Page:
“For dust thou art, and unto dust shalt thou return.” Could this serious injunction of Lent be the King James Bible’s way of referencing compost and gardening?
The religious observance of Lent has begun, and with it, some forms of the traditional “cuisine of abstinence” may be served at Island tables to enhance this time of reflection. It is possible that for long-long-ago inhabitants of the Northern Hemisphere, there was little to eat by winter’s end. Observing Lent might have had its practical origins as a manageable accommodation to scarcity.
Even in the early 20th century, before airplanes started delivering strawberries from California and avocados from Chile, by this time of year, larders were slimming down, and I do not mean Weight Watchers, although unintended weight loss probably accompanied the emptying pantries and cellars.
Does garden-related cookery, and eating locally, focus on this particular aspect of economical mealmaking? Meatless meals, fish, beans, pancakes, and other forms of pared down-cuisine feature in Lenten menus.
Fish soups and chowders allow a small amount of seafood and root vegetables to feed a family. Aligot is a French way with cheesy mashed potatoes. Irish cookery, about which we shall be hearing much in advance of St. Patrick’s Day, has contributed colcannon, potato soup, and Brotchán Foltchep (acfchefs.org/ACFSource/Recipes/?id=268).
Intending to make a large amount of fish chowder, and coinciding with Lent, I went to the fish market to purchase fish. After I inquired, I was kindly given a bag of frozen fish heads, backbones (“racks”), and fins and tails to make the fish broth chowder base.
At this point, what many gardeners, myself included, have is “small potatoes,” that dismissive phrase for insignificant or unimportant things. The nice large ones are mostly gone. Potatoes are integral to New England chowder recipes of all types. This is the method for cleaning small potatoes, to manage their prep. Wet them and drain in a colander; while damp, sprinkle with coarse salt; and then rub between your palms to scour off the soil. Repeat if necessary, and rinse.
Make the broth: In a nonreactive pot, cook gently ⅓ cup each chopped leeks/onion, carrot, and celery in a couple of tablespoons of butter or oil. Stir in washed and chopped-up heads, bones, and fins, and then ½ to 1 cup white wine. Boil to reduce, and then cover the bones with water, add four peppercorns, a bay leaf, and any green herbs you have; simmer about 20 minutes. Strain and skim.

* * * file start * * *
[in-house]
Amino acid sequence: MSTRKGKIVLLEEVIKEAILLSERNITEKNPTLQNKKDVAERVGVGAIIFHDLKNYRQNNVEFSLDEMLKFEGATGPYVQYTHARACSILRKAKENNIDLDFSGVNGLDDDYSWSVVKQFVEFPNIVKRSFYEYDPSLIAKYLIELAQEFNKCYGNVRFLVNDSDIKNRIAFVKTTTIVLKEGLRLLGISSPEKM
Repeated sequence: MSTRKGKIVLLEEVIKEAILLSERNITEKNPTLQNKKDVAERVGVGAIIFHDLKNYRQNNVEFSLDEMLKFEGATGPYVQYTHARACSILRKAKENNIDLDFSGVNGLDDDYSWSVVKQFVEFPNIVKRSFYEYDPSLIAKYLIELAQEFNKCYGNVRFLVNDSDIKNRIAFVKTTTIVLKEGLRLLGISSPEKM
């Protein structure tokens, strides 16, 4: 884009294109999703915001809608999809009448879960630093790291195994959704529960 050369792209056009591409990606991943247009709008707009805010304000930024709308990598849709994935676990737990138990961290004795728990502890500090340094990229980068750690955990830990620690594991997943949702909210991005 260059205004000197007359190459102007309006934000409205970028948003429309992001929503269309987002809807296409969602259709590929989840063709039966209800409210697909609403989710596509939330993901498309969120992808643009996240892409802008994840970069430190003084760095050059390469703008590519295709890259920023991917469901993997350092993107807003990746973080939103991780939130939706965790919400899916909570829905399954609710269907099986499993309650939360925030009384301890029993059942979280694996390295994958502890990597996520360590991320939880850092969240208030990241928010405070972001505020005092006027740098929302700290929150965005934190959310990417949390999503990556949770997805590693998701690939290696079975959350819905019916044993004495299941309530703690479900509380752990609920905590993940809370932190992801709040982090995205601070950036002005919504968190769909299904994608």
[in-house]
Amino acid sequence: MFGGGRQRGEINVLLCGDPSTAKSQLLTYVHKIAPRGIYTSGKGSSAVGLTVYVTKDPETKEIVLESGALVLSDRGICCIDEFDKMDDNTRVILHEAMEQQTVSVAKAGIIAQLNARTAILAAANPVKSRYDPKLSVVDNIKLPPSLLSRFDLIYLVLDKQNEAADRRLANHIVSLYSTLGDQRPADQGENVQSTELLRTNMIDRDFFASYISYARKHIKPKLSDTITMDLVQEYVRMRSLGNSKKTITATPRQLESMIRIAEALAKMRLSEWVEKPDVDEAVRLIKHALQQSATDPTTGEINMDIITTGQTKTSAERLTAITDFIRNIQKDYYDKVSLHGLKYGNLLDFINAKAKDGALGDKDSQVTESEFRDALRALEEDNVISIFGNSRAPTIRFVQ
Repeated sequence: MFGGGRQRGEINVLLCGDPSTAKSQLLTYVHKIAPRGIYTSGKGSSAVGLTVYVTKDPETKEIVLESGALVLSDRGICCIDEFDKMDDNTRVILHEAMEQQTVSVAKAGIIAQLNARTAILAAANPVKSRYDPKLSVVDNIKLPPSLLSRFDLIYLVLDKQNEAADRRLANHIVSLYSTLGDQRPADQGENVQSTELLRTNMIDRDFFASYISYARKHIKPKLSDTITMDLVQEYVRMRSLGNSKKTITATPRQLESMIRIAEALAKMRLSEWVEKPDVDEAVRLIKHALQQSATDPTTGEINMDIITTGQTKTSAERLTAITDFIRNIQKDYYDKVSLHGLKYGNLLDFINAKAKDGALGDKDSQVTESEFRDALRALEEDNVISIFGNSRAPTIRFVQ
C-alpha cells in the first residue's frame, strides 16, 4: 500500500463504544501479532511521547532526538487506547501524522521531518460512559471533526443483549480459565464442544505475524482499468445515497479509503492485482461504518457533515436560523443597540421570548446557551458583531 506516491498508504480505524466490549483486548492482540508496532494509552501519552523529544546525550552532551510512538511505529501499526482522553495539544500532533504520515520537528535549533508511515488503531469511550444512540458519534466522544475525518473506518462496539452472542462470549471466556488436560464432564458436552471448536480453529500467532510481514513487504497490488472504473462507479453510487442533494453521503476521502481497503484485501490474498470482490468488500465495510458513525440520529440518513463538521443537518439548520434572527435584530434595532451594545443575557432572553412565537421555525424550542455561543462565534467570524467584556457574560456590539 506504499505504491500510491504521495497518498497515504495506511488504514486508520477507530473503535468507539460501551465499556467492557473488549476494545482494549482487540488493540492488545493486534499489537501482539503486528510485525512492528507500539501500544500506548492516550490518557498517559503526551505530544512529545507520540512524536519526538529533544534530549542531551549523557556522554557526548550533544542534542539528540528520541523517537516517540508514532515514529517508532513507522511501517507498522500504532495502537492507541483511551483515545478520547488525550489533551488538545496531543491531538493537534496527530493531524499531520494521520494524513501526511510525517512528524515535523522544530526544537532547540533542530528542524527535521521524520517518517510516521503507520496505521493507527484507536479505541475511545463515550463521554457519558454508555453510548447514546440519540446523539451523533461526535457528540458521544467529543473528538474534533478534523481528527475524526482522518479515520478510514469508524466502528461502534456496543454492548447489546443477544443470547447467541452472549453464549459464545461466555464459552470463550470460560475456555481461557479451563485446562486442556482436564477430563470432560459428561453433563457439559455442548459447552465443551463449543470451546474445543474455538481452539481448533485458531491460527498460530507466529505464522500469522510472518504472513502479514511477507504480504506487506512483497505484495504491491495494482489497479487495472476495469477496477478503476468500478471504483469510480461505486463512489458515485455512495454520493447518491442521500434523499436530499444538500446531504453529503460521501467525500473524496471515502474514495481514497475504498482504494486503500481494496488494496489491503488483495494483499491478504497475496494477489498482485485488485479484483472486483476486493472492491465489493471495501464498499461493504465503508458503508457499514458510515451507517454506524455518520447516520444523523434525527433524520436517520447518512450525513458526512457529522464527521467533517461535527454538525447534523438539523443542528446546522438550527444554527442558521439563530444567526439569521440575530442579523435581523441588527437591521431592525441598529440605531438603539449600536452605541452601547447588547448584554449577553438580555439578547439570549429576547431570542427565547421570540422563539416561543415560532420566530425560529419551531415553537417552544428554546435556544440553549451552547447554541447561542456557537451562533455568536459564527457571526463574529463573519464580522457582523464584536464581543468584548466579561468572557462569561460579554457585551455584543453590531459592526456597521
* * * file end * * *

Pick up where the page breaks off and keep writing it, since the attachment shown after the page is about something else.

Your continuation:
Make the chowder: Chunk raw tautog, cod, or haddock, about a pound or 1½ to 3 cups, and set aside. Mince into cubes a 2-inch square of salt pork, and try out. (Or substitute olive oil or butter.) Cook gently in the fat a sliced onion or 3 leeks; then add about a quart of halved small potatoes (skins and all), sliced or cubed. Add the broth and fish pieces, and cook about 10 minutes. Add a quart of milk and ¼ to ½ cup butter, and salt and pepper to taste. Serve with common or oyster crackers.
In the garden
It is only the end of February (Happy birthday, leap-year babies!), but the gardening year has already begun to run away with us. Early springlike conditions have been in evidence since the beginning of February. It is time to apply organic matter (compost, leaf mold, composted manure) to gardens. If soil is wet, do not work it.
Prune clematis vines. Clematis and the large-flowered hybrids are divided into categories: group 1, group 2, and group 3. When you buy and plant clematis, save the pot tag, or note the cultivar, for its preferred pruning.
- Group 1 – Flowers only on old wood (previous year). Prune after spring flowering.
- Group 2 – Flowers on both old and new wood. Typically, little pruning should be done for woody-stemmed members of this group. If cut to the ground or pruned in fall or spring, flowering will be reduced or delayed, but not prevented.
- Group 3 – Flowers only on new wood. Can be cut to the ground in fall or spring. The group 3, sweet autumn flowering clematis (currently, C. terniflora), blooms on the current year’s growth, and may be cut to the ground. In fact, to reduce the self-sowing of this frequently weedy vine, the cutting back may be done in fall as soon as flowering is finished.
I practically sprayed my coffee when I read about the “tree of death” at the Tisbury (“School of Death”?) School.
It had been thought a Massachusetts state law made it illegal for poisonous plants, such as the yew in question, to be present on public school premises, but this actually applied only to schools with a majority of disabled students. The tree was removed, not because it was illegal, but due to an abundance of caution. And yes, it is true: Yew is a very toxic plant in all its parts.
Laughably, there are probably hundreds upon hundreds of these plants around houses and in family neighborhoods of Tisbury, and also in the nearby Oak Grove cemetery. Taxus is a handsome evergreen that is found in a very high percentage of ornamental plantings: hedges, foundation plantings, and standalone specimens. Why it is not toxic to the deer that browse it so heavily is a big question.
“It is among the highest quality needle-type evergreens in landscape use.” –Michael Dirr, “Manual of Woody Landscape Plants.” Some of the best forms are derived from English yew, T. baccata, and Japanese yew, T. cuspidata.
Colorful red “berries” (arils) that birds love are produced on female plants of some. It is likely that a bird was the vector for sowing the now removed plant.
Yew is the source of the drugs tamoxifen and Taxol, used to treat ovarian and breast cancer.